Chapter 9 - Chapter 9 Thinking and Intelligence Interactive...

Info iconThis preview shows pages 1–2. Sign up to view the full content.

View Full Document Right Arrow Icon
Chapter 9: Thinking and Intelligence Interactive Lectures 1. Thought: Using What We Know Thinking is the mental manipulation of information. Our mental representations simplify and summarize information from the environment. A concept is a mental category that groups objects, relations, activities, abstractions, or qualities that share certain properties. Basic concepts have a moderate number of instances and are easier to acquire than concepts with few or many instances. Prototypical instances of a concept are more representative than others. Propositions are made up of concepts and express a unitary idea. They may be linked together to form cognitive schemas , which serve as mental models of aspects of the world. Mental images also play a role in thinking. Elements of Cognition Not all mental processing is conscious. Subconscious processes lie outside of awareness but can be brought into consciousness when necessary. Nonconscious processes remain outside of awareness but nonetheless affect behavior and are involved in what we call "intuition" and "insight," and in implicit learning . Conscious processing may be carried out in a mindless fashion if we overlook changes in context that call for a change in behavior. Reasoning Rationally Reasoning is purposeful mental activity that involves drawing inferences and conclusions from observations, facts, or assumptions (premises). Formal reasoning problems can often be solved by applying an algorithm , a set of procedures that are guaranteed to produce a solution, or by using logical processes, such as deductive and inductive reasoning . Deductive Reasoning Inductive Reasoning Informal reasoning problems may have no clearly correct solution. Disagreement may exist about basic premises, information may be incomplete, and many viewpoints may compete. Such problems may call for the application of heuristics , rules of thumb that suggest a course of action without guaranteeing an optimal solution. They may also require dialectical thinking about opposing points of view.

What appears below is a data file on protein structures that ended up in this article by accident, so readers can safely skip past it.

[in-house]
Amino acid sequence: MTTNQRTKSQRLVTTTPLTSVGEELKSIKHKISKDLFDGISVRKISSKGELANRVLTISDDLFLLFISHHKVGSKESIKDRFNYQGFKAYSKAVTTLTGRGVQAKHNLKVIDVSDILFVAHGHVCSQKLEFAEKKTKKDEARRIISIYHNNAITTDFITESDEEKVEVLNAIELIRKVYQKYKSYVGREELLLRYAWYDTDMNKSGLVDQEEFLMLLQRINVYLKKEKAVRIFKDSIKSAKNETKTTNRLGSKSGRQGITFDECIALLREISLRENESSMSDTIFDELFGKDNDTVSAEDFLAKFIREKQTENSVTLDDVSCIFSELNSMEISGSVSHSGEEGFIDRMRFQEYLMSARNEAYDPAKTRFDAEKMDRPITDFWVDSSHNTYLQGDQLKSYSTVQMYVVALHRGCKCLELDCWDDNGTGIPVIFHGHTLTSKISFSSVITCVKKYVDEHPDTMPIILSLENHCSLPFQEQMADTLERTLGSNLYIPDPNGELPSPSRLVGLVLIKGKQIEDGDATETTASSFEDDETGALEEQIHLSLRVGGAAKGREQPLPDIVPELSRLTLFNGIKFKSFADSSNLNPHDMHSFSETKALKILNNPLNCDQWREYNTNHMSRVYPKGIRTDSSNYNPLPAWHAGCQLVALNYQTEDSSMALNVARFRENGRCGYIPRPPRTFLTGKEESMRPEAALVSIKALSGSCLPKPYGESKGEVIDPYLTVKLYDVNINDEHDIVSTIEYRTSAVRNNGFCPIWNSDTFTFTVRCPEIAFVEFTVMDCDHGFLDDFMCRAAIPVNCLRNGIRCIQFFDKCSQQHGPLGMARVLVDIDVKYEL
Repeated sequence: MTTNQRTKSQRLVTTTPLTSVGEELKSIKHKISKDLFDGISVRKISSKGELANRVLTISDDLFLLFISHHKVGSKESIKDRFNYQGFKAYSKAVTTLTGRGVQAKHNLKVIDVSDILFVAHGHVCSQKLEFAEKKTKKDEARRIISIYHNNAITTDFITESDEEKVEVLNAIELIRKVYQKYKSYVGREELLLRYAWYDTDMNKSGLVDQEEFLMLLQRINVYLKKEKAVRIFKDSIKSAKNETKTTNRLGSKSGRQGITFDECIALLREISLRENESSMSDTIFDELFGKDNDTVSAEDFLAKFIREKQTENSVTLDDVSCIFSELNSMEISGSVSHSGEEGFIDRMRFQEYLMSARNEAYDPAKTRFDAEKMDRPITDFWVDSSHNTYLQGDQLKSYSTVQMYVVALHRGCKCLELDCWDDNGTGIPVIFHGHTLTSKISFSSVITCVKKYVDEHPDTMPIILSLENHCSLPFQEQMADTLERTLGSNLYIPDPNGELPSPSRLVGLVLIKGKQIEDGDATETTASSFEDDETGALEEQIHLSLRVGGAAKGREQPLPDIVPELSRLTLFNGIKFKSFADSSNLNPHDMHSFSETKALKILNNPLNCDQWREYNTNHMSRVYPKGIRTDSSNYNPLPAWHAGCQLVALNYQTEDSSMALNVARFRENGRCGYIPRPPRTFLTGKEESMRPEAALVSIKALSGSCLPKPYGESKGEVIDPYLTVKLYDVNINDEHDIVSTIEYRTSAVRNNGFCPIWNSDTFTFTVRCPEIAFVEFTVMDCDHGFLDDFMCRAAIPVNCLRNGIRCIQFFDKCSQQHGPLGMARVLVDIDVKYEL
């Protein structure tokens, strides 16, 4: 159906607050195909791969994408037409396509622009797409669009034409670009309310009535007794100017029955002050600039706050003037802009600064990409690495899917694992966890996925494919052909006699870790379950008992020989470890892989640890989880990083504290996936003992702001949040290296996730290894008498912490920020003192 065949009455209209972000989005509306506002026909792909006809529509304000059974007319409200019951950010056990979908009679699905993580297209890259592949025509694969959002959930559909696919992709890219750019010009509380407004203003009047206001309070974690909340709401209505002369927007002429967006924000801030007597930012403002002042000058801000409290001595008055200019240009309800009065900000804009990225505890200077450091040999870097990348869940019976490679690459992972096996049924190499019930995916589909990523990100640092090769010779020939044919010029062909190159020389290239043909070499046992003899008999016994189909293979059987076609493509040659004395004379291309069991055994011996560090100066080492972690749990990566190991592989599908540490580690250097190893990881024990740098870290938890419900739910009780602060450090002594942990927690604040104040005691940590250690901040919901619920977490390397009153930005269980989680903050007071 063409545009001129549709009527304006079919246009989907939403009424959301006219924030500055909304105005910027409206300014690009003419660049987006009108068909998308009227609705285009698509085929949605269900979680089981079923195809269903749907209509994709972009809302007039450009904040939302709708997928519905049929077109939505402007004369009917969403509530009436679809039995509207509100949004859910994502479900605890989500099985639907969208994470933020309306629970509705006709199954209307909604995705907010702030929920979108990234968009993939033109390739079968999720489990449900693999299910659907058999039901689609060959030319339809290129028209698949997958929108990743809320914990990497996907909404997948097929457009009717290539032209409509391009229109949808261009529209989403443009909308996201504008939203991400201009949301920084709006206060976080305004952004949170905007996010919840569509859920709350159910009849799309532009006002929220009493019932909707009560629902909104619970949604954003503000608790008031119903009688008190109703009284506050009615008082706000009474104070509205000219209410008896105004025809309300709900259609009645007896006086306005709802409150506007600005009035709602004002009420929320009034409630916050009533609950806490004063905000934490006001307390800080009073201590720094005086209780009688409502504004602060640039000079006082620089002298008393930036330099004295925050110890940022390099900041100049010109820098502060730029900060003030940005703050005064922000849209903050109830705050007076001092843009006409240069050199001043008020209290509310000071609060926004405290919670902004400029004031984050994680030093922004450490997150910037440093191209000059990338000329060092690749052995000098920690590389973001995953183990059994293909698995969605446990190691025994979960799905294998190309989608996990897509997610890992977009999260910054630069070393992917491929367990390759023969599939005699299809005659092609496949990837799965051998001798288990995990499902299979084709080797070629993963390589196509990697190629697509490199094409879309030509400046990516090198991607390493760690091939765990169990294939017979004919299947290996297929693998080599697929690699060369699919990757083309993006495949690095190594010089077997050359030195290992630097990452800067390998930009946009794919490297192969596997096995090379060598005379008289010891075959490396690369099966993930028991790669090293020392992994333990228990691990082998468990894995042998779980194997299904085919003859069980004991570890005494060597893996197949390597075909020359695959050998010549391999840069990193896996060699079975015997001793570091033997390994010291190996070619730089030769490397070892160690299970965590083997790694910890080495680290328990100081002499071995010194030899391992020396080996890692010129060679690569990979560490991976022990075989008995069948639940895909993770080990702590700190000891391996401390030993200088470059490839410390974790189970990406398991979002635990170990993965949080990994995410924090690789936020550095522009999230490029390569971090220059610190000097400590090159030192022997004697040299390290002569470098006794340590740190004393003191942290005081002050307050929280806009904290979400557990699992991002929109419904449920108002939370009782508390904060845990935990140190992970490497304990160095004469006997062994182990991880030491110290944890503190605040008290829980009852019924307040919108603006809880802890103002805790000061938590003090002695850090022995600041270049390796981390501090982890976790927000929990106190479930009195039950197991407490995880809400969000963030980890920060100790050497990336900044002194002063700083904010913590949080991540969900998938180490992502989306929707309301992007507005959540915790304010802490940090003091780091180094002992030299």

Background image of page 1

Info iconThis preview has intentionally blurred sections. Sign up to view the full version.

View Full DocumentRight Arrow Icon
Image of page 2
This is the end of the preview. Sign up to access the rest of the document.

This note was uploaded on 02/15/2012 for the course PSY 1012 taught by Professor Rogers during the Spring '10 term at Daytona State College.

Page1 / 4

Chapter 9 - Chapter 9 Thinking and Intelligence Interactive...

This preview shows document pages 1 - 2. Sign up to view the full document.

View Full Document Right Arrow Icon
Ask a homework question - tutors are online